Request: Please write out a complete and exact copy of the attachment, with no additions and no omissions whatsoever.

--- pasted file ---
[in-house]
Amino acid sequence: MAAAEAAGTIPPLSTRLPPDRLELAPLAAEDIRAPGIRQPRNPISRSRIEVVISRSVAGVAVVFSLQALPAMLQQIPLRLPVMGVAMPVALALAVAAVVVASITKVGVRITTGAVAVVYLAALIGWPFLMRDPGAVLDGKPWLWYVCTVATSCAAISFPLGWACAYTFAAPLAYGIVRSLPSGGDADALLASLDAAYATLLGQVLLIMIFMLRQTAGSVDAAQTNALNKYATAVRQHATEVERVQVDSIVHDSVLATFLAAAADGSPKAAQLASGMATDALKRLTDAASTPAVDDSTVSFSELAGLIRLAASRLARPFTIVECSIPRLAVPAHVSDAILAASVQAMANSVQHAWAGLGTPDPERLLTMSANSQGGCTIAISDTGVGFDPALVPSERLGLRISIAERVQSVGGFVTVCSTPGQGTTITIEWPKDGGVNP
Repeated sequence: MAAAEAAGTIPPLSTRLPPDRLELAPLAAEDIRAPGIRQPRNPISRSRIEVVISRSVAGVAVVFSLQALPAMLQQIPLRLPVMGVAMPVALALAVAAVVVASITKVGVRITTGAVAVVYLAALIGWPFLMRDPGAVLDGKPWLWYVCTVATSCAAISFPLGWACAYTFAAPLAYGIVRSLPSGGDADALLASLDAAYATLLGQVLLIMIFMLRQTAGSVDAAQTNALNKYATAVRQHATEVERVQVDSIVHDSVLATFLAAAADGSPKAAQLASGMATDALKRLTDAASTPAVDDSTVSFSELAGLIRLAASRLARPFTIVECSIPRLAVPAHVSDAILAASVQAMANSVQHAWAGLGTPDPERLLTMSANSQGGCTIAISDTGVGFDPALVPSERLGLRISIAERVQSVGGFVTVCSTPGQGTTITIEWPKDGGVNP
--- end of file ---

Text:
[in-house]
Amino acid sequence: MAAAEAAGTIPPLSTRLPPDRLELAPLAAEDIRAPGIRQPRNPISRSRIEVVISRSVAGVAVVFSLQALPAMLQQIPLRLPVMGVAMPVALALAVAAVVVASITKVGVRITTGAVAVVYLAALIGWPFLMRDPGAVLDGKPWLWYVCTVATSCAAISFPLGWACAYTFAAPLAYGIVRSLPSGGDADALLASLDAAYATLLGQVLLIMIFMLRQTAGSVDAAQTNALNKYATAVRQHATEVERVQVDSIVHDSVLATFLAAAADGSPKAAQLASGMATDALKRLTDAASTPAVDDSTVSFSELAGLIRLAASRLARPFTIVECSIPRLAVPAHVSDAILAASVQAMANSVQHAWAGLGTPDPERLLTMSANSQGGCTIAISDTGVGFDPALVPSERLGLRISIAERVQSVGGFVTVCSTPGQGTTITIEWPKDGGVNP
Repeated sequence: MAAAEAAGTIPPLSTRLPPDRLELAPLAAEDIRAPGIRQPRNPISRSRIEVVISRSVAGVAVVFSLQALPAMLQQIPLRLPVMGVAMPVALALAVAAVVVASITKVGVRITTGAVAVVYLAALIGWPFLMRDPGAVLDGKPWLWYVCTVATSCAAISFPLGWACAYTFAAPLAYGIVRSLPSGGDADALLASLDAAYATLLGQVLLIMIFMLRQTAGSVDAAQTNALNKYATAVRQHATEVERVQVDSIVHDSVLATFLAAAADGSPKAAQLASGMATDALKRLTDAASTPAVDDSTVSFSELAGLIRLAASRLARPFTIVECSIPRLAVPAHVSDAILAASVQAMANSVQHAWAGLGTPDPERLLTMSANSQGGCTIAISDTGVGFDPALVPSERLGLRISIAERVQSVGGFVTVCSTPGQGTTITIEWPKDGGVNP